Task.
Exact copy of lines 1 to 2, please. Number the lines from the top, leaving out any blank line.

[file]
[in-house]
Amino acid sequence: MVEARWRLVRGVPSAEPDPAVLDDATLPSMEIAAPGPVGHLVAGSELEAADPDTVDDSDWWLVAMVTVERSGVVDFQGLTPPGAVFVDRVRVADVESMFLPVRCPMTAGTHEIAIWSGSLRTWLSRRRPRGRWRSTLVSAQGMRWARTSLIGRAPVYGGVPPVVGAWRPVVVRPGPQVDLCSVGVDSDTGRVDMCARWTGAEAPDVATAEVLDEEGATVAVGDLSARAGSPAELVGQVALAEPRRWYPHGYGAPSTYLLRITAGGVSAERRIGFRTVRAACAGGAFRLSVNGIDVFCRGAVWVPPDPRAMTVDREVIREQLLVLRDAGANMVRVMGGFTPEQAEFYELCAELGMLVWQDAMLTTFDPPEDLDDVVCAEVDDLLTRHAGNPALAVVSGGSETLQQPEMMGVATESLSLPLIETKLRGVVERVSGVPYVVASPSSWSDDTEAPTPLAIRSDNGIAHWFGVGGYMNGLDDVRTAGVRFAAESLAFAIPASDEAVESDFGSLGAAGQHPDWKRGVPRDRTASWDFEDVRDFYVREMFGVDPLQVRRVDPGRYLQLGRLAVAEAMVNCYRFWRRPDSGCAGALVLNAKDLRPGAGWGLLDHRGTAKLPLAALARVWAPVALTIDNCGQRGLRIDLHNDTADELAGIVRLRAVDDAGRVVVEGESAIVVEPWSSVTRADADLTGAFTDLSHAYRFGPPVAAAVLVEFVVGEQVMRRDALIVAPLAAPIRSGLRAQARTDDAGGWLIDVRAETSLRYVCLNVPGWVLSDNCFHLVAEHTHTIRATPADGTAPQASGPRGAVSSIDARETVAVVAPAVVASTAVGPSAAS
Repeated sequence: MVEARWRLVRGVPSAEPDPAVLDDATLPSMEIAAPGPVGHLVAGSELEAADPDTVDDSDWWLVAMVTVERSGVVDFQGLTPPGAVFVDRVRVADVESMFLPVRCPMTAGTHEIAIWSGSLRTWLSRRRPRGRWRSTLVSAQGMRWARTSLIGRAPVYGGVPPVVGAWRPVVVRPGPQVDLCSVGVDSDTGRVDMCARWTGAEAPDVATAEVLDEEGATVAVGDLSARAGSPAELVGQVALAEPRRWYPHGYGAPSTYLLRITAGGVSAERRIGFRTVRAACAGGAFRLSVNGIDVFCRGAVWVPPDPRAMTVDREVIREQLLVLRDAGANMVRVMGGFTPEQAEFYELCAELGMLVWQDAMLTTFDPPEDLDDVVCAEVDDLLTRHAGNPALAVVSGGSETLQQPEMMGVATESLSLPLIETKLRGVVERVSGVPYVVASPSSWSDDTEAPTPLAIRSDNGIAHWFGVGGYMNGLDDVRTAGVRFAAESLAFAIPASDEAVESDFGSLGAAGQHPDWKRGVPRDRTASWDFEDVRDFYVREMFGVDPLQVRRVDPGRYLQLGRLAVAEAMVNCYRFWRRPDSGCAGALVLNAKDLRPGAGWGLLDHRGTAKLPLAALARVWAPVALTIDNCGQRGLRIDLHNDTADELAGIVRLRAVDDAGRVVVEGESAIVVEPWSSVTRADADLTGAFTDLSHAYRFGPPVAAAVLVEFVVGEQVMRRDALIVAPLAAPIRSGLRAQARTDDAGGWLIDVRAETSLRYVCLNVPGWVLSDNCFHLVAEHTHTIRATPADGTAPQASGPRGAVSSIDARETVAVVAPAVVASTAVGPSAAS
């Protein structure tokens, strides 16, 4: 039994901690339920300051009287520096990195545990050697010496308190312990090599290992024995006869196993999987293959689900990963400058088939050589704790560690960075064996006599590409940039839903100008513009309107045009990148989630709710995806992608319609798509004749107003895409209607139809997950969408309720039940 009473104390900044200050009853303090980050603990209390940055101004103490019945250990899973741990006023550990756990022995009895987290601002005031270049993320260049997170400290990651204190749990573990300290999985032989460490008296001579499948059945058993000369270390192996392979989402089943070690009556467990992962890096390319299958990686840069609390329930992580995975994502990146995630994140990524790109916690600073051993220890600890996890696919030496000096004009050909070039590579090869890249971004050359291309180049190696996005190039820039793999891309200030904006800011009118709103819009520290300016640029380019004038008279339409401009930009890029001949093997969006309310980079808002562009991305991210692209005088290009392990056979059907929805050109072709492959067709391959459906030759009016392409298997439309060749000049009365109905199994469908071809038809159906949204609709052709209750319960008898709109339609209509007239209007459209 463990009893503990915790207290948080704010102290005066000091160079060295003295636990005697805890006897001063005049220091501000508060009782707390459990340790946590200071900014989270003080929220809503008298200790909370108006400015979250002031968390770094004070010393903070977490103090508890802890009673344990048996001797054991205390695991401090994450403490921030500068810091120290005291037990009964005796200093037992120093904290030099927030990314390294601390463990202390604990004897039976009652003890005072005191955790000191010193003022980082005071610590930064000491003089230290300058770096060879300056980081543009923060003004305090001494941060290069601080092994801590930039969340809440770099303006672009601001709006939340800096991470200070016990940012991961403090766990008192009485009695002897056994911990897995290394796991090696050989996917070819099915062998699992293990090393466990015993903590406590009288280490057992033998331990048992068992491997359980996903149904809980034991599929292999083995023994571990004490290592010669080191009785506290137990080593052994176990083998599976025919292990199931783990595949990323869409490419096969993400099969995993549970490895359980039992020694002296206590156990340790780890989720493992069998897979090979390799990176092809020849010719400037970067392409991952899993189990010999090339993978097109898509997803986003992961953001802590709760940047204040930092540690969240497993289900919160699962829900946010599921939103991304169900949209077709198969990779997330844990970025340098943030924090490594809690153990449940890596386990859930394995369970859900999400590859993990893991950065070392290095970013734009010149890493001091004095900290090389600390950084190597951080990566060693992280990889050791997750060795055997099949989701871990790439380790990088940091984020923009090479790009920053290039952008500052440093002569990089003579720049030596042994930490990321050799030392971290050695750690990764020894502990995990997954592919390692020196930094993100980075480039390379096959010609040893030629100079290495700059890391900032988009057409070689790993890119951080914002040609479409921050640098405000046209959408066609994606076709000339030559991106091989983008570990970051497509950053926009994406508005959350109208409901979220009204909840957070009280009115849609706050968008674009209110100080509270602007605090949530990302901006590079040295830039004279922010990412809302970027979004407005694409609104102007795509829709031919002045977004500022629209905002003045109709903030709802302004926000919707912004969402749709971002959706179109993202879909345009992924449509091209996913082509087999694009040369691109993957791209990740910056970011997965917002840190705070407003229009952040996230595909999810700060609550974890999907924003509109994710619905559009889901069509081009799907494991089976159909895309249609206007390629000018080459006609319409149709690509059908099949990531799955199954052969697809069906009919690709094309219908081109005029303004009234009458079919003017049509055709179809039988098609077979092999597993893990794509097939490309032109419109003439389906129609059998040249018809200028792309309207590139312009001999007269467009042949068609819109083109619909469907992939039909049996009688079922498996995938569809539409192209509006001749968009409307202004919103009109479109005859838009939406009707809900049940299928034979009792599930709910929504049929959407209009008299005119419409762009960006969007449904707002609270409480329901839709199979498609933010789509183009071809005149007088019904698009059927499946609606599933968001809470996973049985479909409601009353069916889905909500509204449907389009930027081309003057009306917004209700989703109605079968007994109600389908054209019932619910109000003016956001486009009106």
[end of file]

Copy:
[in-house]
Amino acid sequence: MVEARWRLVRGVPSAEPDPAVLDDATLPSMEIAAPGPVGHLVAGSELEAADPDTVDDSDWWLVAMVTVERSGVVDFQGLTPPGAVFVDRVRVADVESMFLPVRCPMTAGTHEIAIWSGSLRTWLSRRRPRGRWRSTLVSAQGMRWARTSLIGRAPVYGGVPPVVGAWRPVVVRPGPQVDLCSVGVDSDTGRVDMCARWTGAEAPDVATAEVLDEEGATVAVGDLSARAGSPAELVGQVALAEPRRWYPHGYGAPSTYLLRITAGGVSAERRIGFRTVRAACAGGAFRLSVNGIDVFCRGAVWVPPDPRAMTVDREVIREQLLVLRDAGANMVRVMGGFTPEQAEFYELCAELGMLVWQDAMLTTFDPPEDLDDVVCAEVDDLLTRHAGNPALAVVSGGSETLQQPEMMGVATESLSLPLIETKLRGVVERVSGVPYVVASPSSWSDDTEAPTPLAIRSDNGIAHWFGVGGYMNGLDDVRTAGVRFAAESLAFAIPASDEAVESDFGSLGAAGQHPDWKRGVPRDRTASWDFEDVRDFYVREMFGVDPLQVRRVDPGRYLQLGRLAVAEAMVNCYRFWRRPDSGCAGALVLNAKDLRPGAGWGLLDHRGTAKLPLAALARVWAPVALTIDNCGQRGLRIDLHNDTADELAGIVRLRAVDDAGRVVVEGESAIVVEPWSSVTRADADLTGAFTDLSHAYRFGPPVAAAVLVEFVVGEQVMRRDALIVAPLAAPIRSGLRAQARTDDAGGWLIDVRAETSLRYVCLNVPGWVLSDNCFHLVAEHTHTIRATPADGTAPQASGPRGAVSSIDARETVAVVAPAVVASTAVGPSAAS